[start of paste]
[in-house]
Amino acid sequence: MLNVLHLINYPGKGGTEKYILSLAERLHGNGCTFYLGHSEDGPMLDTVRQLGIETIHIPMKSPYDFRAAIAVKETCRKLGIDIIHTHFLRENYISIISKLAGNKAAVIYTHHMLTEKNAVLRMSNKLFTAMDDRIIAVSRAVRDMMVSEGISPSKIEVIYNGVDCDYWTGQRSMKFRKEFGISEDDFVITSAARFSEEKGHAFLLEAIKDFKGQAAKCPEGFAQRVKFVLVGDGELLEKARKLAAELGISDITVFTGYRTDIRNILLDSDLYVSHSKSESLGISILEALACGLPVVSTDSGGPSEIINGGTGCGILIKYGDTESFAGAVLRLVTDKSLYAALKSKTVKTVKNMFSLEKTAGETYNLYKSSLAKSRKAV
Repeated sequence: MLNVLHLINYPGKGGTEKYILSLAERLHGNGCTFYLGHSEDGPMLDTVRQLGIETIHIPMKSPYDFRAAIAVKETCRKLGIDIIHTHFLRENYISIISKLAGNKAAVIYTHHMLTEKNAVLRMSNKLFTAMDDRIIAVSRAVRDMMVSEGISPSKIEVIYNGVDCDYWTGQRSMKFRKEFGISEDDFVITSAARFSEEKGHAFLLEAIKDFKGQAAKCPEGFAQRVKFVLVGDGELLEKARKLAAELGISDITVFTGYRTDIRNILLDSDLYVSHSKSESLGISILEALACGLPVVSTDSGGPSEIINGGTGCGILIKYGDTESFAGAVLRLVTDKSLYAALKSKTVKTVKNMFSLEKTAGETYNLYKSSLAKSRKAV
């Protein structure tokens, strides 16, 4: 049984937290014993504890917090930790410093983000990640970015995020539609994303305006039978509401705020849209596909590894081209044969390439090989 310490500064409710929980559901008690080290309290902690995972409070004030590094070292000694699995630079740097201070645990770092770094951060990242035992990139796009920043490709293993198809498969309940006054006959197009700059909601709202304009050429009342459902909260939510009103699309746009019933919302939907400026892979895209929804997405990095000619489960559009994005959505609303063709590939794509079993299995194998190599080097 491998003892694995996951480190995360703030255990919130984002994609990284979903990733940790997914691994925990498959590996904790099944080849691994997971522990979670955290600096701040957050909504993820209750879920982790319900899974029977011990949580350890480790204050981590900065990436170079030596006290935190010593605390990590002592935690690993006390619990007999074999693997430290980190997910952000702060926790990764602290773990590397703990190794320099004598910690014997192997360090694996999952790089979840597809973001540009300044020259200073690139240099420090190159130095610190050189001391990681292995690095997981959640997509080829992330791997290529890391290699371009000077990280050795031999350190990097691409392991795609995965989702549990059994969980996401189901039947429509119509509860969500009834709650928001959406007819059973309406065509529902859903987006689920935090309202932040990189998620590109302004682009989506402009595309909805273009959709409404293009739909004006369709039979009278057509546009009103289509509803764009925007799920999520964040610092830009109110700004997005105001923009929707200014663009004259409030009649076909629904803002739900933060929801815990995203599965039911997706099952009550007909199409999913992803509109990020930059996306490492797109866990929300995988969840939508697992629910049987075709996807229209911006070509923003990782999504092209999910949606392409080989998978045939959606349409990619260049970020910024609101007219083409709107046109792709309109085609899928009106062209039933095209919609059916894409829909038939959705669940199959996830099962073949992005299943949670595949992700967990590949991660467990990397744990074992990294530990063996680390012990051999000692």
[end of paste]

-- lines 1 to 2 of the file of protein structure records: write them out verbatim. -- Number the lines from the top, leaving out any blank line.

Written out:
[in-house]
Amino acid sequence: MLNVLHLINYPGKGGTEKYILSLAERLHGNGCTFYLGHSEDGPMLDTVRQLGIETIHIPMKSPYDFRAAIAVKETCRKLGIDIIHTHFLRENYISIISKLAGNKAAVIYTHHMLTEKNAVLRMSNKLFTAMDDRIIAVSRAVRDMMVSEGISPSKIEVIYNGVDCDYWTGQRSMKFRKEFGISEDDFVITSAARFSEEKGHAFLLEAIKDFKGQAAKCPEGFAQRVKFVLVGDGELLEKARKLAAELGISDITVFTGYRTDIRNILLDSDLYVSHSKSESLGISILEALACGLPVVSTDSGGPSEIINGGTGCGILIKYGDTESFAGAVLRLVTDKSLYAALKSKTVKTVKNMFSLEKTAGETYNLYKSSLAKSRKAV